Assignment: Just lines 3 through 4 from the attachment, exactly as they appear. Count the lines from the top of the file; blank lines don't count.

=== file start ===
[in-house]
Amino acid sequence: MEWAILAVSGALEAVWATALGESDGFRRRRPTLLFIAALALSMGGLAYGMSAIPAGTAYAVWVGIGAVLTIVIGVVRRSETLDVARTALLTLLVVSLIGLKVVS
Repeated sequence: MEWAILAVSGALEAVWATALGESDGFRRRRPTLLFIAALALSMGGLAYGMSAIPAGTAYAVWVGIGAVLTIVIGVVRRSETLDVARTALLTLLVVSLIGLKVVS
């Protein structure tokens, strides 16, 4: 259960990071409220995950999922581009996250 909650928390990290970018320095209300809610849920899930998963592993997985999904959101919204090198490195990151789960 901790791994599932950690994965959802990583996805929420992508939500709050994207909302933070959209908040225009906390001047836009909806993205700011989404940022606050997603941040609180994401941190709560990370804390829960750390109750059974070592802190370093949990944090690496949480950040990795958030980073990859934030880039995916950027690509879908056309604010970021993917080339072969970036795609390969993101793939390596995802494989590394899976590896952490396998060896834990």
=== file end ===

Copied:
Repeated sequence: MEWAILAVSGALEAVWATALGESDGFRRRRPTLLFIAALALSMGGLAYGMSAIPAGTAYAVWVGIGAVLTIVIGVVRRSETLDVARTALLTLLVVSLIGLKVVS
């Protein structure tokens, strides 16, 4: 259960990071409220995950999922581009996250 909650928390990290970018320095209300809610849920899930998963592993997985999904959101919204090198490195990151789960 901790791994599932950690994965959802990583996805929420992508939500709050994207909302933070959209908040225009906390001047836009909806993205700011989404940022606050997603941040609180994401941190709560990370804390829960750390109750059974070592802190370093949990944090690496949480950040990795958030980073990859934030880039995916950027690509879908056309604010970021993917080339072969970036795609390969993101793939390596995802494989590394899976590896952490396998060896834990």